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Jettatore: The Evil Eye of Casoli Paracrotti



At the turn of the last century, one of the roughest neighborhoods of New York was Five Points-- a bubbling cauldron of immigrant gangs, political corruption, overcrowded slums, filth and disease. One particularly rowdy area within Five Points was Mulberry Bend (or, as it was referred to be locals, "The Bend"). The Bend was a maze of tenement-lined streets and treacherous alleys with colorful names such as Bandit's Roost and Ragpicker's Row. In 1911, Mulberry Bend was demolished; Columbus Park now occupies the plot of real estate that was once known as the most dangerous and violent place in America.

During the late 19th century, however, the most feared man in Mulberry Bend was neither gang leader "Bill the Butcher" Poole nor his blood-thirsty Bowery Boys. Neither was it Irish mob boss John Morrissey or Tammany Hall thug Paudeen McLaughlin. No, the most feared denizen of Mulberry Bend was a diminutive Italian banana merchant by the name of Casoli Paracrotti.


Bandit's Roost, Mulberry Bend, circa 1888


During the late 1890s, whenever the tiny, friendless fruit merchant in dirty rags pushed his cart around Mulberry Bend, the crowds would immediately disperse. The more religious among them would mutter prayers and turn away, while the superstitious clutched their talismans and rubbed the feet of dead rabbits. Even the children scurried away in fright, screaming their warning: "The banana man is coming! Be quiet, or he'll kill you!"

Paracrotti was not a criminal mastermind, a crooked law patrolman or a man of violence, but he was what the Italians refer to as a jettatore-- a jinx, a bringer of bad luck, possessor of the dreaded "evil eye". And it has been written that more than 50 persons met their demise simply by being acquainted with him. For this reason Paracrotti was a lonely man; no man wanted to be his friend, no woman wanted to marry him, and even inside the Catholic church on Roosevelt Street he was relegated to the back pew, shunned as if he were the carrier of a deadly and highly contagious disease.

The "Bend" of Mulberry Bend




The Jettatore's First Victims


The story of the lonely life of Casoli Paracrotti begins in southern Italy. At the age of sixteen, his parents hired him out to a wealthy nobleman as a gamekeeper, tasked with the job of keeping poachers and trespassers at bay. Paracrotti, who was the creative and inventive sort, tackled the job with youthful enthusiasm, and one day he proudly showed off his new invention to his employer. It was a booby trap, designed to set off a frightful but nonlethal explosion when triggered by an unsuspecting poacher. While demonstrating his contraption it accidentally exploded, killing two stable hands and the only son of the wealthy nobleman. Paracrotti lost two of his own fingers in the blast.

The young man, fearing revenge from his employer, fled from the estate and sought shelter with his brother and brother-in-law in Terra del Mauro, where they operated a stagecoach line. Paracrotti earned his keep as a stable boy. One day, shortly after his arrival, Paracrotti became enraged at an ill-tempered horse. In his rage he picked up a stone to throw, but missed the horse and struck his brother in the temple by accident, killing him instantly. He was arrested but eventually released, and returned to work for his brother-in-law.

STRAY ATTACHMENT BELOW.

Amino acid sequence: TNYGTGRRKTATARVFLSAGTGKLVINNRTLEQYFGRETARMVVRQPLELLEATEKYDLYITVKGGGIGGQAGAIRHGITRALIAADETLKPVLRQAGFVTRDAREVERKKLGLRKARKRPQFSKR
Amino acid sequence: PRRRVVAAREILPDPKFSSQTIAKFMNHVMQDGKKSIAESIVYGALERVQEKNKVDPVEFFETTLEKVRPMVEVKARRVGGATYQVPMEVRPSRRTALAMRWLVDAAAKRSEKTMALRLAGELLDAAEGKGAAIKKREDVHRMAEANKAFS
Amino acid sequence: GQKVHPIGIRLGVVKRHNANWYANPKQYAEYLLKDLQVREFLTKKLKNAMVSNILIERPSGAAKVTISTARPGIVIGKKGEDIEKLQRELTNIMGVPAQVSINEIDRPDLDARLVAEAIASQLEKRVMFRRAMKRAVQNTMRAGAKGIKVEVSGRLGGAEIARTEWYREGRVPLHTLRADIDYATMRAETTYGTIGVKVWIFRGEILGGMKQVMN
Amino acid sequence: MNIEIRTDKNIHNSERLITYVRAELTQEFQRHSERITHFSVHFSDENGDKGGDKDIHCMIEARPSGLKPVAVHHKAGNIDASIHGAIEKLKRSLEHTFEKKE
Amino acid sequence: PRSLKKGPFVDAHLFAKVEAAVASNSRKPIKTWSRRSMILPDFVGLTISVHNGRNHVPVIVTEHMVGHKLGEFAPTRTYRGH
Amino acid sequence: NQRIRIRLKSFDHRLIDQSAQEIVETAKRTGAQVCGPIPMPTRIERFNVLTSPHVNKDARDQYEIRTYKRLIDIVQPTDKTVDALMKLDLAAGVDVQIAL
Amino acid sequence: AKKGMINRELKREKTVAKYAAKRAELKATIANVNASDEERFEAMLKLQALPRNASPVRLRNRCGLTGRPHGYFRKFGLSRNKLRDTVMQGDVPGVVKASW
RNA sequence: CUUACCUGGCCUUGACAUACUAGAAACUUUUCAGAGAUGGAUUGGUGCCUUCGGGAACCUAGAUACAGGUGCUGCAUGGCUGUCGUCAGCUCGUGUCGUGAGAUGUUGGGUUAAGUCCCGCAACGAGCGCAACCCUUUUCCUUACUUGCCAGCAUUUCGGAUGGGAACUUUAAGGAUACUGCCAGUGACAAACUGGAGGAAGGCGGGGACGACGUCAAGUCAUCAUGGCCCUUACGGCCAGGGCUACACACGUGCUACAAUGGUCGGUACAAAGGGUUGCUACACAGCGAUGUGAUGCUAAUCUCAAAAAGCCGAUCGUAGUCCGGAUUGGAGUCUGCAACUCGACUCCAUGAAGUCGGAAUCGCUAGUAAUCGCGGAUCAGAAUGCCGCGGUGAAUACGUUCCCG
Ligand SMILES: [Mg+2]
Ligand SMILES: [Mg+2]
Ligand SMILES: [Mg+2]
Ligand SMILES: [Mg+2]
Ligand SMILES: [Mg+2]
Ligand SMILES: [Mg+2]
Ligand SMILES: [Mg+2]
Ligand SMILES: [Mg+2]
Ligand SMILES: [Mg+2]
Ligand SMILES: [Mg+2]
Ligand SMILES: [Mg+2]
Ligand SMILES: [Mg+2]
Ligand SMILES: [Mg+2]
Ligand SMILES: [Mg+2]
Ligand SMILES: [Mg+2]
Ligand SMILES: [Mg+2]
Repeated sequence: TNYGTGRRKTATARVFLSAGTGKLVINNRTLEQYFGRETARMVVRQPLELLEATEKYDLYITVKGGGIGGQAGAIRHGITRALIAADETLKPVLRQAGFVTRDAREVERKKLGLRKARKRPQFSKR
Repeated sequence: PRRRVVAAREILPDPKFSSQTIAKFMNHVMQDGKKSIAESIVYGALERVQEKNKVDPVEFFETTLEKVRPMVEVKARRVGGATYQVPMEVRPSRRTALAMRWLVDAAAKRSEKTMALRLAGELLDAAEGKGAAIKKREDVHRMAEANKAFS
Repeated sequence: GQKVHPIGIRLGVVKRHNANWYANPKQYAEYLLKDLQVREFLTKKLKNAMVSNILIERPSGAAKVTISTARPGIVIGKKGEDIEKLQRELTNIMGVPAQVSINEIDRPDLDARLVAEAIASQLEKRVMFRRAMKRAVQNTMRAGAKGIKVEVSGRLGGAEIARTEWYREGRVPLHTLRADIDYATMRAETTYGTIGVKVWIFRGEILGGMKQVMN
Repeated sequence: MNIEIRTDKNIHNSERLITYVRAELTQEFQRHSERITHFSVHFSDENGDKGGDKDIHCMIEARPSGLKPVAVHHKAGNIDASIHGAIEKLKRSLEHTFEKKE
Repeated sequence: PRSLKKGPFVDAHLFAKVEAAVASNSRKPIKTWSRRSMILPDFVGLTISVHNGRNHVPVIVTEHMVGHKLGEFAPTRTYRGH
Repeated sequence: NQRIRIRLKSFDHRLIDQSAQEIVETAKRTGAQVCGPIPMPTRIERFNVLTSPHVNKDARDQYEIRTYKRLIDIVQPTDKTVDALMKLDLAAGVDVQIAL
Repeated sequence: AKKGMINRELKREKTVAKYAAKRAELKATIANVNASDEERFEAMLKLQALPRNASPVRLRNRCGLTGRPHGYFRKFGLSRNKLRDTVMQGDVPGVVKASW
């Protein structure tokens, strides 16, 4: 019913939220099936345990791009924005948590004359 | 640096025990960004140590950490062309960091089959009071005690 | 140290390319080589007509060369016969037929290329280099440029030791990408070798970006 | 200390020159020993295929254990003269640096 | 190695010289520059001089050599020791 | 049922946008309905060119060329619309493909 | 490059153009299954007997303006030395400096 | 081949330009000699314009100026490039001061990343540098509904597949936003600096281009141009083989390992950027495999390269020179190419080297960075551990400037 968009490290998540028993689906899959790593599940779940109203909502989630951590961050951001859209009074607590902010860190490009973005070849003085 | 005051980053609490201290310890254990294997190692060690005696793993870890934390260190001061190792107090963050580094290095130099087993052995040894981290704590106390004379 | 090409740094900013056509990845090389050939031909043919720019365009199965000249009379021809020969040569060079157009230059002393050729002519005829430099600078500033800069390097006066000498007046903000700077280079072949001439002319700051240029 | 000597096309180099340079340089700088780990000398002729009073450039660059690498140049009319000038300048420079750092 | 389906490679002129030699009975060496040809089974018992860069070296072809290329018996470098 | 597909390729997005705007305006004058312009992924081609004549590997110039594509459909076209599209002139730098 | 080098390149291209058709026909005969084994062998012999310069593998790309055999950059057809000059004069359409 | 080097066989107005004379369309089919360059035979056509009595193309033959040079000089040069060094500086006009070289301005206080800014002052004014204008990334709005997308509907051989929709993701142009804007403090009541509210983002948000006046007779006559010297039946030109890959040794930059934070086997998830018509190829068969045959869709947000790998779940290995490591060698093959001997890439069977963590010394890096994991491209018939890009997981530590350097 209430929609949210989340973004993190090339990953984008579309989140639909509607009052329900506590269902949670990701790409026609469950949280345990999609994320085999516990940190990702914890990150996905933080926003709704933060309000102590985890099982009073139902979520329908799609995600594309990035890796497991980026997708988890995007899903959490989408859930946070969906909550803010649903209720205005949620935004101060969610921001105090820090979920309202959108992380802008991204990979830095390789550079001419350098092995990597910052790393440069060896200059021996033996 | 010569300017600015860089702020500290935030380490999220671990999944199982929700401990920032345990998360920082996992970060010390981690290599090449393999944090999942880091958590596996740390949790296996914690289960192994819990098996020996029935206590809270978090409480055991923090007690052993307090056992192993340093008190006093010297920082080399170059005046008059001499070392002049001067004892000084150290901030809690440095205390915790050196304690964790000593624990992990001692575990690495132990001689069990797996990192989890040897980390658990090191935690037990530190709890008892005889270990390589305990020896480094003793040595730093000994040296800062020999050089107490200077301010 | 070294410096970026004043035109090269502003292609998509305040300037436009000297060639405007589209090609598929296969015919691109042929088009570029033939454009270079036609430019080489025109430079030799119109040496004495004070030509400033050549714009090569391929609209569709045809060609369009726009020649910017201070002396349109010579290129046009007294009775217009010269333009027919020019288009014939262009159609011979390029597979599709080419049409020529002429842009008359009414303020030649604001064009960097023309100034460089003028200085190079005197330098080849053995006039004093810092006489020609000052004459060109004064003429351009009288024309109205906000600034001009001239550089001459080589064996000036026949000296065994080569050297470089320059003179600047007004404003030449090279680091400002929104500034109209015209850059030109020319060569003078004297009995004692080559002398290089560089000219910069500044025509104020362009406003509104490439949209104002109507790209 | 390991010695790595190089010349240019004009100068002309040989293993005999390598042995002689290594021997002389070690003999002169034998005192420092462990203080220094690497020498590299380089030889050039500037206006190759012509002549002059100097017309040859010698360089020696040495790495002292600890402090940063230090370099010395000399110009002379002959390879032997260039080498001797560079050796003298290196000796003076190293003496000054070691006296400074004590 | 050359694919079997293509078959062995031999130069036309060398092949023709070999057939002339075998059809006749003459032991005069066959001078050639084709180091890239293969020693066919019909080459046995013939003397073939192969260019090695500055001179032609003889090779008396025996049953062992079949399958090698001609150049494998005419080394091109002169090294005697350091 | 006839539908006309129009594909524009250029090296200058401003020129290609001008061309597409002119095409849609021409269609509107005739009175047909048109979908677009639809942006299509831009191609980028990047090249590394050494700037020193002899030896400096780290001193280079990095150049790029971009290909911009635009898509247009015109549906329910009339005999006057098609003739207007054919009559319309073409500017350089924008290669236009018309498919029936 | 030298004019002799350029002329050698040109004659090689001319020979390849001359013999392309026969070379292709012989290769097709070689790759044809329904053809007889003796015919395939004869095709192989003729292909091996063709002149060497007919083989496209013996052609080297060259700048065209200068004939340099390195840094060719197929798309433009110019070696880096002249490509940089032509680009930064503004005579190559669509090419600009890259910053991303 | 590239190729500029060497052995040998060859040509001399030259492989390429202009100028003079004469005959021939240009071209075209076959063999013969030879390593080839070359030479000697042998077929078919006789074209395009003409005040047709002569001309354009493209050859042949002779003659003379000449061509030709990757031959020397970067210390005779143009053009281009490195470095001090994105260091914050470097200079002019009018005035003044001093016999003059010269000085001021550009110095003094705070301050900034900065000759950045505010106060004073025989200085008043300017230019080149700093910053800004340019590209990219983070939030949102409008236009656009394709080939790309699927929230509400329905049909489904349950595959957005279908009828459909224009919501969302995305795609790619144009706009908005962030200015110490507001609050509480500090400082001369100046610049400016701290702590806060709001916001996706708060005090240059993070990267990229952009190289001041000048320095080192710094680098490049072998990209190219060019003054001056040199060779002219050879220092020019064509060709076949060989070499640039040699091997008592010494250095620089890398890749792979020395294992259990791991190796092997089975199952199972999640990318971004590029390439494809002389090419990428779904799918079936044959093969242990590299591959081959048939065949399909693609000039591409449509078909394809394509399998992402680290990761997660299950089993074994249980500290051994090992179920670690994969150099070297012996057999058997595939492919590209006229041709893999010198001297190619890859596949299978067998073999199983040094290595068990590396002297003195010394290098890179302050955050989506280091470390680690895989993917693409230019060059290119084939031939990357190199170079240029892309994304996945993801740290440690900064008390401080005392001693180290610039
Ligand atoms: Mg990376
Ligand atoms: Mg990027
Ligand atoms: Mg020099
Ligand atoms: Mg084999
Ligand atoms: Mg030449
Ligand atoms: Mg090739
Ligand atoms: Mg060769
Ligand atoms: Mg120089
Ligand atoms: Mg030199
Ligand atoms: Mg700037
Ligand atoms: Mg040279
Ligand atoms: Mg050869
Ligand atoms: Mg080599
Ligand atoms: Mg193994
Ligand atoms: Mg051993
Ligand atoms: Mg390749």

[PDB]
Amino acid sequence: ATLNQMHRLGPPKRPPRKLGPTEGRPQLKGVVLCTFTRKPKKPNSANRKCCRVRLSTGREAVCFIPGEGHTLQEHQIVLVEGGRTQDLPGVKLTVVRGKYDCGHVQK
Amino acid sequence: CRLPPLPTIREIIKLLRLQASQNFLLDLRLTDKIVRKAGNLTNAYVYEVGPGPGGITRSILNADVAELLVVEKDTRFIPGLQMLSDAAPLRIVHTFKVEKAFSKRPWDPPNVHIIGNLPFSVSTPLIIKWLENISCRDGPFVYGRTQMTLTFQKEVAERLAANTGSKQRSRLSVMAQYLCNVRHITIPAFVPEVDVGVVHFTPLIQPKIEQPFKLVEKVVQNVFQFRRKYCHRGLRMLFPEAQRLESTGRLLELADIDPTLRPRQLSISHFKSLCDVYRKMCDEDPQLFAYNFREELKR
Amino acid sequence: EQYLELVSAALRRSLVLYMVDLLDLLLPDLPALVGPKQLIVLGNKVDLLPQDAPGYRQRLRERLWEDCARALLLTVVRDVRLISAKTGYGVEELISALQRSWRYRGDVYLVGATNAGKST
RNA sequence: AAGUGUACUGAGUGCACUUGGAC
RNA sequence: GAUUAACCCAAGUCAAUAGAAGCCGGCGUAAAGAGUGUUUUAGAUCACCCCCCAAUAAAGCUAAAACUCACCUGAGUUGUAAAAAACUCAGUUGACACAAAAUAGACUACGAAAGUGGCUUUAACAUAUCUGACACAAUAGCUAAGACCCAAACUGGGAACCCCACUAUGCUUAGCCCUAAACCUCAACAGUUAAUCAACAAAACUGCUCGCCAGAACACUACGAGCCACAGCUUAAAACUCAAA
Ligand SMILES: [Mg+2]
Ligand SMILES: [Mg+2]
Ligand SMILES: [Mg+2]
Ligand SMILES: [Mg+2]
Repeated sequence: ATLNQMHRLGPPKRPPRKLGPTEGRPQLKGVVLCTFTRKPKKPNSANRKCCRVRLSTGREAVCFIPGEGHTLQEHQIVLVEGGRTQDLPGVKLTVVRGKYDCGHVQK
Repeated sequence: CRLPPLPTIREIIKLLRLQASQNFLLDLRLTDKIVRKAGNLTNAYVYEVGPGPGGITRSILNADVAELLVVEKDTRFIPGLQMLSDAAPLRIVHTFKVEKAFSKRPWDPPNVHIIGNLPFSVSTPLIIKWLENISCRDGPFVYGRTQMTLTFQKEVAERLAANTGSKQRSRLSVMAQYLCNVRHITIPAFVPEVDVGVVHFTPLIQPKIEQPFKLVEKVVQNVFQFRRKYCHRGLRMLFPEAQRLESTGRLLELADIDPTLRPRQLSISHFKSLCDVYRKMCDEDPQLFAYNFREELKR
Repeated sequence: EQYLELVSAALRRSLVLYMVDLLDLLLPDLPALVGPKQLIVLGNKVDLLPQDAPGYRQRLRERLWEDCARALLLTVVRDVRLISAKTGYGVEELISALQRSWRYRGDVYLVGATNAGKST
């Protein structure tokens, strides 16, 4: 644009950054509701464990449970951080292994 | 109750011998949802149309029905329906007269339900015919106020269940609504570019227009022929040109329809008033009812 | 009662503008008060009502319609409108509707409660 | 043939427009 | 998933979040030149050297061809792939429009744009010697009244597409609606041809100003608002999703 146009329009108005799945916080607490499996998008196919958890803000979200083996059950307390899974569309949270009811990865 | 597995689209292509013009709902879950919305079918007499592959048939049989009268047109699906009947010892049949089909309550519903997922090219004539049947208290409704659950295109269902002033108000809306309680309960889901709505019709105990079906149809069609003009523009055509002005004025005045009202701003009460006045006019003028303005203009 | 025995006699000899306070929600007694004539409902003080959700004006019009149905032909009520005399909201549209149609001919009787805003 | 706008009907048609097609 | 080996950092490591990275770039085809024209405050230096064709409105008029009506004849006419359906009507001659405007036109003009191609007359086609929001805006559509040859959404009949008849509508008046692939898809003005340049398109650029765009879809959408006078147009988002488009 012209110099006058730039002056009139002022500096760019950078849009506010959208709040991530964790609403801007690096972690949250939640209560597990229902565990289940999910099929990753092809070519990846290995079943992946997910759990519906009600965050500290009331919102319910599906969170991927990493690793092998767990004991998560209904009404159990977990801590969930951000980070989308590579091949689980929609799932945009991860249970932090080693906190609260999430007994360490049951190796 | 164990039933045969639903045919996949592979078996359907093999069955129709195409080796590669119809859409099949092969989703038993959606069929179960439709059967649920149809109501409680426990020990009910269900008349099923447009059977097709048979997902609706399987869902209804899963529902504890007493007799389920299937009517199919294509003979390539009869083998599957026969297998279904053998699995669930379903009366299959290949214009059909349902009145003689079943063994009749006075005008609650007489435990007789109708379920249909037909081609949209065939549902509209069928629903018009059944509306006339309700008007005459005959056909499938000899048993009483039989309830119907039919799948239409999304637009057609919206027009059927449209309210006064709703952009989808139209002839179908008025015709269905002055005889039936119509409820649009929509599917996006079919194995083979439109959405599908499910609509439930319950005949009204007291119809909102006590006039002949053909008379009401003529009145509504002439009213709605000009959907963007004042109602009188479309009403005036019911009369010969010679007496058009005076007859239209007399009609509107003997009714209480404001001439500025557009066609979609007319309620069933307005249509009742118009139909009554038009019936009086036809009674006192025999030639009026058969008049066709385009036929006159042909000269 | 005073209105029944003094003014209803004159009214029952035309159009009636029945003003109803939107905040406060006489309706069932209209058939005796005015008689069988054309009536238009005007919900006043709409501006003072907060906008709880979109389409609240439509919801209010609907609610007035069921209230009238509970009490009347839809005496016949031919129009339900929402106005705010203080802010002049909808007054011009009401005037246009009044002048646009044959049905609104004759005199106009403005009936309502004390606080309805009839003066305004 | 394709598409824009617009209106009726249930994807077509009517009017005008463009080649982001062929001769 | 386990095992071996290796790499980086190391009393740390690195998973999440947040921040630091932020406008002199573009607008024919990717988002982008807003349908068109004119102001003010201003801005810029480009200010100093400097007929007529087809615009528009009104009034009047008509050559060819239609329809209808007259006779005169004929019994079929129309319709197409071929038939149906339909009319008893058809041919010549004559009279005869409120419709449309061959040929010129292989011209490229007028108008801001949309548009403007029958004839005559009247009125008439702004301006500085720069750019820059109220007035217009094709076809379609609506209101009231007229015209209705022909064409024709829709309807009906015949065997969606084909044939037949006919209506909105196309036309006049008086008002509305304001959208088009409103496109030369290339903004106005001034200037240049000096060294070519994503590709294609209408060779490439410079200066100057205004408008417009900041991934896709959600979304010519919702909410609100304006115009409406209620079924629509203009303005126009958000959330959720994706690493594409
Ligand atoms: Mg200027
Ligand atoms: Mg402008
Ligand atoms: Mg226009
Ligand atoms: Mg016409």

As fate would have it, the brother-in-law died a horrible, agonizing death after drinking pesticide which Paracrotti had poured into an empty bottle that had previously held brandy. The brother-in-law, who stumbled across the bottle while rummaging through the barn, mistook it for liquor. Once again the young man was arrested and charged with murder, only to be acquitted. However, by this time the young man's reputation as a jinx had spread and Paracrotti was ordered by authorities to leave town and never come back.

He eventually found work as a laborer and joined a crew of workmen who were engaged in building a tunnel designed to carry water. Through a misunderstanding or miscalculation, Paracrotti made an error that resulted in 21 men being drowned. He fled once again, eventually settling in Pazznoli, where he secured employment aboard a cargo ship.




On the third day of his first voyage Paracrotti was stricken with fever and quarantined, without access to food or water. During the night, after his guard had fallen asleep, Paracrotti crept away from his quarters and located the ship's water tank. Overcome with thirst, he plunged his head into the water and drank his fill-- unintentionally contaminating the water supply with his germs. Illness soon spread among the crew, claiming the lives of six.

When the cargo ship returned to shore the survivors were taken to a local hospital. Paracrotti was confronted by an angry crewman who assaulted him, nearly beating him to death. He was too small in stature and too weak from illness to defend himself, so one his shipmates rushed to his defense. During the ensuing quarrel knives were drawn, and Paracrotti's defender was stabbed to death, thus becoming the 32nd victim of the dreaded jettatore. It was this event which made him decide to leave Italy for good and begin a new life in America.

It was March of 1895 when Casoli Paracrotti arrived in New York, and the events of his first day are recorded thusly:



Paracrotti's arrival in Five Points occurred during some of the most violent and turbulent times in the history of New York City, a time when death seemed to lurk behind every door and hide in the shadows of every dreary rat-infested alley of Mulberry Bend. So who can say with any degree of certainly just how many more unfortunate victims died after crossing the path of the tiny Italian banana vendor?                               



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